This recipe is from Simca's Cuisine by Simone Beck and was posted to by Kay Hartman. I've left her comments intact. These souffles have an intensely orange flavor. Rich Tester made these for our dinner at Kay's.  My only disappointment was that I didn't have more.

Orange Souffles with Orange Liqueur in Orange Shells
                                                Souffles a l'Orange Dans les Ecorces

For 8:

  • 8 large navel or Temple oranges
  • 8 lumps of sugar plus enough granulated sugar to make 1/2 cup

    Preheat oven to 350 degrees F.

    Wash and wipe the oranges and rub each one with a lump of sugar toabsorb the orange essence contained in the rind.  Add enoughgranulated sugar to the lumps to make 1/2 cup and set aside in asmall enameled saucepan.

    Slice off 1-inch circles from one end of each orange; grate theorange rind from them and discard. Squeeze 4 tablespoons of orange juice and reserve for the souffle. Then, using a small spoon, scoop out all the flesh from each of the oranges, being very careful not to damage the skin.  Put the orange shells in the oven to dry out for 10 minutes.

    Orange Souffle

  • 4 egg yolks
  • 1/4 cup orange liqueur or Benedictine [Rich used Triple Sec becausethat's what I had in the house]
  • 1/2 teaspoon vanilla
  • 6 egg whites
  • Salt

  • Put the 4 egg yolks in a saucepan.  Set aside.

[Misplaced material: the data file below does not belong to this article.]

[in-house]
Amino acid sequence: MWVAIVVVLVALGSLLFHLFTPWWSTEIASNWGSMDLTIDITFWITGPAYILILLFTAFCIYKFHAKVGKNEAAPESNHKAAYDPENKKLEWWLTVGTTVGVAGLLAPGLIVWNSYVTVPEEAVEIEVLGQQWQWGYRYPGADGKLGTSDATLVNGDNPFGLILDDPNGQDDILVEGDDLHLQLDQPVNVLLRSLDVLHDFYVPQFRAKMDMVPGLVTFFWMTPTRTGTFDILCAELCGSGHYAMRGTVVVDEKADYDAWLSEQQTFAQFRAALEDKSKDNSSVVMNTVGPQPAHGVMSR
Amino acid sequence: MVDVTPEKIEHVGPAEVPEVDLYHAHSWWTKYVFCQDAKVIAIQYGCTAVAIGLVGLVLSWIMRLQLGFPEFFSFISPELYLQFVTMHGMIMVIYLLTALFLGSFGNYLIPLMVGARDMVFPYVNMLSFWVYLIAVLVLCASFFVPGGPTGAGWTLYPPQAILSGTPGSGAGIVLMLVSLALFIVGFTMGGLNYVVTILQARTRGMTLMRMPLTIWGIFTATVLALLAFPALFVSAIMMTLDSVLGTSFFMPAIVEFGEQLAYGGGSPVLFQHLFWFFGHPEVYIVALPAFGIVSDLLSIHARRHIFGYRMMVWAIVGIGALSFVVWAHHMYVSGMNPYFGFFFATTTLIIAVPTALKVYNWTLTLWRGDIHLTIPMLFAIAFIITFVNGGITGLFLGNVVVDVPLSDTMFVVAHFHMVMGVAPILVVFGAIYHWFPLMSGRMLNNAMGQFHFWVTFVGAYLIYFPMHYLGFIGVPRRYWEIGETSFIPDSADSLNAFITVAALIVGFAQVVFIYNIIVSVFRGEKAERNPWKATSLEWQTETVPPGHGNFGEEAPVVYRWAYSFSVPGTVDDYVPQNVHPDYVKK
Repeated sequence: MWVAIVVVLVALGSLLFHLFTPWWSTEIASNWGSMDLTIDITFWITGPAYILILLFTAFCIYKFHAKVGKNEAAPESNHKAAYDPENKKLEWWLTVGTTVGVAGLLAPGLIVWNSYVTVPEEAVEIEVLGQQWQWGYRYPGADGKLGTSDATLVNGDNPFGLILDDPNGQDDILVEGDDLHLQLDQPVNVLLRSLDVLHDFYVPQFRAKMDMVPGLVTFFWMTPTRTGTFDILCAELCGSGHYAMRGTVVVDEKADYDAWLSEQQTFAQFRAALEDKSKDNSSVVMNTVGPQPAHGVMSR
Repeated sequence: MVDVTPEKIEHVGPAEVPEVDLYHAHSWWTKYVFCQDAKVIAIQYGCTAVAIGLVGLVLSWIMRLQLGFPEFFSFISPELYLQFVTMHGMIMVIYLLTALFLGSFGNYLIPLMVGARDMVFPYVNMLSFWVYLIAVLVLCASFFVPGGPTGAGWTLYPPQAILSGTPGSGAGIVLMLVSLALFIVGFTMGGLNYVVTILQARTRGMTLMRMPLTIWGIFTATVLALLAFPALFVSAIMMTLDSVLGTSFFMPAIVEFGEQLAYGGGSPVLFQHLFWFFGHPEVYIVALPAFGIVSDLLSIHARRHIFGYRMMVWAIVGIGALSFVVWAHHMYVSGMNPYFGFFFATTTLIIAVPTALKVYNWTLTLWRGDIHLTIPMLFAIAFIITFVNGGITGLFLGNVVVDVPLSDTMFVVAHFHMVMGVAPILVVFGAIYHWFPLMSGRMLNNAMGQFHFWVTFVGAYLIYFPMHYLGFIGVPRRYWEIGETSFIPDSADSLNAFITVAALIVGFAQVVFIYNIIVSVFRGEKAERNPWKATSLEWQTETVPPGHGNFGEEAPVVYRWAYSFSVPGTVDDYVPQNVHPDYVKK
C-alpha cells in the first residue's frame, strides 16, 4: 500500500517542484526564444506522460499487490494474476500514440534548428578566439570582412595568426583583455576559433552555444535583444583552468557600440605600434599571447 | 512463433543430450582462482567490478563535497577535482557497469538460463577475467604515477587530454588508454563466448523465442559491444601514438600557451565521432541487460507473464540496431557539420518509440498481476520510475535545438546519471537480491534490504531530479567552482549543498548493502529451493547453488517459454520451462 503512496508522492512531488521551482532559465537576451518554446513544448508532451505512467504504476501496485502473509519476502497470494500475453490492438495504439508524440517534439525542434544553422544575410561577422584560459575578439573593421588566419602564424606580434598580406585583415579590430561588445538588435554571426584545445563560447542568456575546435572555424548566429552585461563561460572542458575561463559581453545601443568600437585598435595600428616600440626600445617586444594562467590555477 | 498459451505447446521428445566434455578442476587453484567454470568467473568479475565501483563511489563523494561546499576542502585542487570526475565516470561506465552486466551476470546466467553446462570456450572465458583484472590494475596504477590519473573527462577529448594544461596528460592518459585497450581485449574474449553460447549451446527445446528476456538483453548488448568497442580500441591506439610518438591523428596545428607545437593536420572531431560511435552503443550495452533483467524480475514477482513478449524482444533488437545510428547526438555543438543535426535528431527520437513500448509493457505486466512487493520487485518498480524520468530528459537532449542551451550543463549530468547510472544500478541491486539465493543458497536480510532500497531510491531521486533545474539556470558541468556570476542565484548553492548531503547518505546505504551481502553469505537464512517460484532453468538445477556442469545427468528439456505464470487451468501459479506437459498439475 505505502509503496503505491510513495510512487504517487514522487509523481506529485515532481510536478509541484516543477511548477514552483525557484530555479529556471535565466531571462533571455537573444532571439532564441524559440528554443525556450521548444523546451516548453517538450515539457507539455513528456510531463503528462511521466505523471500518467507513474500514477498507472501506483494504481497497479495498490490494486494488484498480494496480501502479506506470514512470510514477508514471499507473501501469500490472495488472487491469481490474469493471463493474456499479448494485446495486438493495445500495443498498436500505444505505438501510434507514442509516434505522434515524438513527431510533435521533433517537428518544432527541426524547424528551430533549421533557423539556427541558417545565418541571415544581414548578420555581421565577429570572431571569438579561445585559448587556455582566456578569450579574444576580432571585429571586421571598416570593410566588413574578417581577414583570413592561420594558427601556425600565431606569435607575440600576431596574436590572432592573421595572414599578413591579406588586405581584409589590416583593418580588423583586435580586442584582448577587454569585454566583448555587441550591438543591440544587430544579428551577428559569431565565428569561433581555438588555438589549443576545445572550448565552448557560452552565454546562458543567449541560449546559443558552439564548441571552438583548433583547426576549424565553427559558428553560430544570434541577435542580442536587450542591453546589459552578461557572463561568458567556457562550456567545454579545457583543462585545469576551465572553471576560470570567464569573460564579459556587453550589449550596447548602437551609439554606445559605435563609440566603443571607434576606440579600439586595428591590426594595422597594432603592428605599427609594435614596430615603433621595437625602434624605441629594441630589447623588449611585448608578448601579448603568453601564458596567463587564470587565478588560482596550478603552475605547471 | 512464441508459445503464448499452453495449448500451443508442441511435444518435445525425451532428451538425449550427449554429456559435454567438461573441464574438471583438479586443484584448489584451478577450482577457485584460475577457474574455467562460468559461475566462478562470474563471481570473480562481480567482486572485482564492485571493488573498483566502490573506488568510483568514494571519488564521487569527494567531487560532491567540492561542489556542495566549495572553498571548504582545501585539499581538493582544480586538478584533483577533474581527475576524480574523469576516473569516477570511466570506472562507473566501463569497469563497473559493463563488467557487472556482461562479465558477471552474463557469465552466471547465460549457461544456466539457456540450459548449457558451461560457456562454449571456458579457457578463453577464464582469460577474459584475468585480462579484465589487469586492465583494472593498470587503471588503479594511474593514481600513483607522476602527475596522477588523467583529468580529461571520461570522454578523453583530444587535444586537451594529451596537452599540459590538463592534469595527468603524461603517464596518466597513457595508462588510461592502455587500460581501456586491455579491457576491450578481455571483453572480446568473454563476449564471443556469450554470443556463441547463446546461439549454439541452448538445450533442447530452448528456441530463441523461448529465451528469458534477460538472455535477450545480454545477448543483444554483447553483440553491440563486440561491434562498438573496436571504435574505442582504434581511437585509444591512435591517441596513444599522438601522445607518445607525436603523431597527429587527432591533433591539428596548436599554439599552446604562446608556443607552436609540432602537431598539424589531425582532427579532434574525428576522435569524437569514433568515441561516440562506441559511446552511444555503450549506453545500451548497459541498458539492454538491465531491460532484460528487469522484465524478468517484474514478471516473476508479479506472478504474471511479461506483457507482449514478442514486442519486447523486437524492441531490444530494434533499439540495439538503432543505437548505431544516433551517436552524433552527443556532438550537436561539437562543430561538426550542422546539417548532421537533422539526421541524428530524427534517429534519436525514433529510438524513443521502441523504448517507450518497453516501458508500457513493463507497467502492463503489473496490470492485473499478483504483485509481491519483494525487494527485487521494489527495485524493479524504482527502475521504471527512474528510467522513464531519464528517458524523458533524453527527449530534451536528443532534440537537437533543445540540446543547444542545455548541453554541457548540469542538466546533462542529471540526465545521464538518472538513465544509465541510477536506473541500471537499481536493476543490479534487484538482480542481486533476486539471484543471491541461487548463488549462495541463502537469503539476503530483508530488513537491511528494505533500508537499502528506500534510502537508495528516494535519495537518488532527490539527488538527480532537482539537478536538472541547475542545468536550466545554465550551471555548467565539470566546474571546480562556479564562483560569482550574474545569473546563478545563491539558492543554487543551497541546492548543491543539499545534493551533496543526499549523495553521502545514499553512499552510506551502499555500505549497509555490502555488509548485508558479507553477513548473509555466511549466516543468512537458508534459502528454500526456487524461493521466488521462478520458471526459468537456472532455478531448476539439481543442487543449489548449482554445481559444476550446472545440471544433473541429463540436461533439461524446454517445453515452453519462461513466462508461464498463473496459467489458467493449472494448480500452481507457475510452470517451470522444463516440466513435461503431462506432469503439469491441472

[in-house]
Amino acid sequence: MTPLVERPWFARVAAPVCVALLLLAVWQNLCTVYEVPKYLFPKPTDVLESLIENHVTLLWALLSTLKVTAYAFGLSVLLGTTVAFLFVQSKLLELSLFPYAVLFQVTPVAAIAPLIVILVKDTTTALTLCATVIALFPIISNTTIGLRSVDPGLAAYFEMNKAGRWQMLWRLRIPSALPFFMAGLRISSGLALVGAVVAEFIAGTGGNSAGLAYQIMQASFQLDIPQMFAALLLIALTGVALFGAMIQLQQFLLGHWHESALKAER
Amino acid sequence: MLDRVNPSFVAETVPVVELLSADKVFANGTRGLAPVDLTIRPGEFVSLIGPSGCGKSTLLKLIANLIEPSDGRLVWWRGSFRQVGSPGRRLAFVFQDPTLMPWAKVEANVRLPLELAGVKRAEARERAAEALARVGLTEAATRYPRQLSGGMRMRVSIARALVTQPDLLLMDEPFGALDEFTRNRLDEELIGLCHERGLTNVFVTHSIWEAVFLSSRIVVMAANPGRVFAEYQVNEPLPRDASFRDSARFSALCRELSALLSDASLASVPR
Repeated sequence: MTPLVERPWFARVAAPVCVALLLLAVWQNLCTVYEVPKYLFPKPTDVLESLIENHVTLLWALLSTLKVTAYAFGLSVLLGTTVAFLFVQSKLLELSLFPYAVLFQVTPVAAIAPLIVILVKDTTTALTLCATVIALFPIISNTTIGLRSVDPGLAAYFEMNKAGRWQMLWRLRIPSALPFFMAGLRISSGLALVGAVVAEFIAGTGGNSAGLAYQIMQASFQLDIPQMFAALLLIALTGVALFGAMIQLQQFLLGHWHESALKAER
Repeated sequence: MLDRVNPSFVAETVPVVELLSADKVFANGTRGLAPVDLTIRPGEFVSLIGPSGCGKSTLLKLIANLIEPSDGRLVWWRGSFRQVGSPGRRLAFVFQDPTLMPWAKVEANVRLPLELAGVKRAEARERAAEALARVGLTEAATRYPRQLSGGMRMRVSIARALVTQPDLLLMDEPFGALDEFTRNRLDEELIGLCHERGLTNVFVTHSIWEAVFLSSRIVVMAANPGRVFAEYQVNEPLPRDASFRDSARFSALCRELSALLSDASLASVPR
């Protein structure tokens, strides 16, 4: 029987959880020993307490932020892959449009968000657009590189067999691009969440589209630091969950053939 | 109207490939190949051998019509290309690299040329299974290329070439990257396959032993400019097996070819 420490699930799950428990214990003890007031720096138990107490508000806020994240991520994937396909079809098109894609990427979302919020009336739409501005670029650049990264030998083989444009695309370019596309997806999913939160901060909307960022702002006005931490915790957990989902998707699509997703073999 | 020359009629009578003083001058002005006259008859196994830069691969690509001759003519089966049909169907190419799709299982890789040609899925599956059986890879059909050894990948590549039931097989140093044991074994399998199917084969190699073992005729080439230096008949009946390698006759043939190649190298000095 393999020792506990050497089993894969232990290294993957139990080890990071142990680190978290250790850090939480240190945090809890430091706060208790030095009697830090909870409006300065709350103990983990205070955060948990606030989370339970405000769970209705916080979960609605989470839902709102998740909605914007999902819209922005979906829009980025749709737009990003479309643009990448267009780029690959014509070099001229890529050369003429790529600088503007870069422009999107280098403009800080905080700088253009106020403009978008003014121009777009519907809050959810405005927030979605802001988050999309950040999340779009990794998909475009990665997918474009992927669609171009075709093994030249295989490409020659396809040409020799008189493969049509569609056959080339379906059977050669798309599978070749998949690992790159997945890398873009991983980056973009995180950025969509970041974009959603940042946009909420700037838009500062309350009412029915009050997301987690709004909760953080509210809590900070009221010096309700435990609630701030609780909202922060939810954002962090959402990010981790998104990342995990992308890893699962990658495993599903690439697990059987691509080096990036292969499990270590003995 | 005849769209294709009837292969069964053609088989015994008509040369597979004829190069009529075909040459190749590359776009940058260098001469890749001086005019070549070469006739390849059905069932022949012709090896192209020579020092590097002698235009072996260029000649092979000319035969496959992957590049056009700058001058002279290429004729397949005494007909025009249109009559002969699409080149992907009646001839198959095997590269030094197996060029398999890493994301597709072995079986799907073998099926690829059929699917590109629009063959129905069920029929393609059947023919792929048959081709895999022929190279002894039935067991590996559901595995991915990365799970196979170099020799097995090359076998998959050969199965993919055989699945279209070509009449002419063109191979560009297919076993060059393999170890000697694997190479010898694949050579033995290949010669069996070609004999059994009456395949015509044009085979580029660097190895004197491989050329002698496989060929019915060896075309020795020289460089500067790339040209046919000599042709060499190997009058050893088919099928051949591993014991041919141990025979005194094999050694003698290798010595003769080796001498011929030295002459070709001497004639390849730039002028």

Add 4 tablespoons of orange juice and the grated orange peel to thereserved sugar (above), set over heat, and boil to the soft ballstage or a temperature of 230 degrees F.  Immediately pour the syrup in a thin stream into the egg yolks, beating vigorously with a whisk until smooth and creamy.  Add the liqueur and vanilla, return to the saucepan, and heat, beating with the whisk, for a good 2 minutes to lightly thicken the mixture.  Remove from the heat and continue to beat until cool.  Set aside.

    Beat 6 egg whites with a pinch of salt until they are stiff but notdry.

    Fold a quarter of the egg whites into the yolk mixture to lightenit; then lightly fold all back into the remaining egg whites.

    To assemble and bake

  • Confectioners' sugar
  • 1 or 2 extra oranges (optional)

  • Preheat the oven to 425 degrees F.

    Fill the orange shells two-thirds fill with the souffle mixture.  (A trick:  If some of the oranges are not steady, you can make little "saucers" for them by cutting 1/2-inch slices from an extra orange or two and scooping out the pulp to make hollow circles on which to set the unsteady oranges.)  Bake for 12 to 15 minutes.  After about 8 minutes dredge them with confectioners' sugar and return them to the oven.  A few minutes later, when the souffles will have risen well above the edge of the oranges, dredge them once again with sugar.

    After they have risen about a half-inch above the edge of the orangeand the sugar on the top has caramelized, remove them from the oven. Serve at once.